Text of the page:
born, not of blood, nor of the will of the flesh, nor of the will of
man, but of God. 14 And the Word was made flesh, and dwelt among us,
(and we beheld his glory, the glory as of the only begotten of the
Father,) full of grace and truth.
John tells of three appearances of the Word.
First: He was in the world, and the world didn't know him.
Second: He came to his own, and they didn't receive him. But those few who did, he gave power to become the sons of God.
Third: He was made flesh.
The first is general revelation. God has spoken to all men through his Son. The time from the beginning to the exodus, God revealed himself through Christ, but the world did not know him.
The second is his Special Revelation through Israel, 'his own', but they did not receive him.
The third is the revelation of God in the person of Jesus.
The parable has four revelations of the word and John only mentions three to this point. The rest of the book of John will tell the details of the third and his book of the Revelation of Jesus Christ will tell the fourth.
Ambiguity, the source of riddle
Mt 13:4 And when he sowed, some [seeds] fell by the way side, and the
fowls came and devoured them up:
The word 'seeds' does not exist in the original Greek. It has been placed there by the translators to 'clarify' what 'fell'. The Greek says 'some fell'. When we consider that John tells us that the first revelation of the Word was to all men, and that some fell by the way, Remez leads us to Genesis where they knew the Word of God, and the consequence of their sin was that "the way" was guarded by two angels.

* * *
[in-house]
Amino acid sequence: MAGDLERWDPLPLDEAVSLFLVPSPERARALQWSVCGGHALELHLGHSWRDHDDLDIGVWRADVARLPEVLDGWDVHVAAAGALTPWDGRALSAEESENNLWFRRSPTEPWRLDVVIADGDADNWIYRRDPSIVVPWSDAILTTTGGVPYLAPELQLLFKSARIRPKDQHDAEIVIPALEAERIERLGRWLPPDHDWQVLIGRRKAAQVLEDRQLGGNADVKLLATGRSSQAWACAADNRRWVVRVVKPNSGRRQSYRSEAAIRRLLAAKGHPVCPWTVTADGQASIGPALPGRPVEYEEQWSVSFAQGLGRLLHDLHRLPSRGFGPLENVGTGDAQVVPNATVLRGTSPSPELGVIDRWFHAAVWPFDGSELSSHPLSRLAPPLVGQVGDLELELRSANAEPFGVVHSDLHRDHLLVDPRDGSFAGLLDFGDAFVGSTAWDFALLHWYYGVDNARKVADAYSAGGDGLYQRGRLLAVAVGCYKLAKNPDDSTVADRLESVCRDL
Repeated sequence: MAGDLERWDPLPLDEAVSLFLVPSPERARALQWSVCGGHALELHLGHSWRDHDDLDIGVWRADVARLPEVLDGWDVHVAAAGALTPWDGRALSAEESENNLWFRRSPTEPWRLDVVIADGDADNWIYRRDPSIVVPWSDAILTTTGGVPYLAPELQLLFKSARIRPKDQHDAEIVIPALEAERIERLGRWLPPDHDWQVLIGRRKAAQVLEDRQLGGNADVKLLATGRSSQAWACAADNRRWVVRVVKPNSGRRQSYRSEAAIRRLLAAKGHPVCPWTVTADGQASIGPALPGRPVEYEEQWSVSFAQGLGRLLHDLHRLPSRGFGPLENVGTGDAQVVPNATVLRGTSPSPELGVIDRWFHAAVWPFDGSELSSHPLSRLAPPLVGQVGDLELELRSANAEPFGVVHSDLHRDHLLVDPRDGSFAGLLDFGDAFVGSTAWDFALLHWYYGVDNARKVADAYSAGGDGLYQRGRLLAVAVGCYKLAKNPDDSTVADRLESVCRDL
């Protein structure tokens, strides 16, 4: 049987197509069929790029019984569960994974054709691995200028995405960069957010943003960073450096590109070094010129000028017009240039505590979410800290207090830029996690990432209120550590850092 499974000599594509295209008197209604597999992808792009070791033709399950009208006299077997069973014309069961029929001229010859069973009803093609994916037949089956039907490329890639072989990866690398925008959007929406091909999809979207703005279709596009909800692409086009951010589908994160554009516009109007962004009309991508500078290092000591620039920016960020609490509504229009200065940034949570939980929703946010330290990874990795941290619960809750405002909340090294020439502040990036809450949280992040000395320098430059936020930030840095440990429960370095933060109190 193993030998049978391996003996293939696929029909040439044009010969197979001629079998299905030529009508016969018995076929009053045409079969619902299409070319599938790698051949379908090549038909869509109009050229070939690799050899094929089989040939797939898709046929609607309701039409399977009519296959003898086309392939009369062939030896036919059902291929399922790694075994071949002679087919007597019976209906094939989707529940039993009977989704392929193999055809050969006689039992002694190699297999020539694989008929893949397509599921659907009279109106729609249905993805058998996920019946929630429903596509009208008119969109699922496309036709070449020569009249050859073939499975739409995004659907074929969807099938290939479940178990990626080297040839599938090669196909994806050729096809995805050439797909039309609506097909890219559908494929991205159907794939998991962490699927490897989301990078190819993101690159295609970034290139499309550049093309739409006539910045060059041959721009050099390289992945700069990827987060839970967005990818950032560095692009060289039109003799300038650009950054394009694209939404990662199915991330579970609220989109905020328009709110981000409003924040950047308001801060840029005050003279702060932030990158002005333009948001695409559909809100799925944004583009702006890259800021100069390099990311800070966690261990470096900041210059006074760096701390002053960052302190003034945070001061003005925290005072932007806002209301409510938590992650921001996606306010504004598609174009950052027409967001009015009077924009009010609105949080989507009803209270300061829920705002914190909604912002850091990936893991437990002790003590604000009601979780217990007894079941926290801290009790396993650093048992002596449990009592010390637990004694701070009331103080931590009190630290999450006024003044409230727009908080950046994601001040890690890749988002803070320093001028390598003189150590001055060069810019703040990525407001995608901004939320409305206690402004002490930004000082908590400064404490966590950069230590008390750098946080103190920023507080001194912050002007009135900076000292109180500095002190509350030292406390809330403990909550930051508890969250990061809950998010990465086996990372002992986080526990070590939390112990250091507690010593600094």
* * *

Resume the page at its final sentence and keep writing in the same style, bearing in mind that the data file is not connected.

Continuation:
This is the hint to the riddle.
We now can say that the Word was revealed to Adam and Eve and they 'fell by the way'. Who then devoured them?
We have seen elsewhere that the Holy Ghost is represented by the foul, and just like the water and the fire, the foul can give grace or judge.
Adam and Eve were devoured or 'judged' by the Holy Ghost.
Israel on rocky ground
John tells us that the second Revelation of the Word happened to Israel. So we must ask, "In what way is Israel the 'rocky ground'?"
This verse may give us a clue: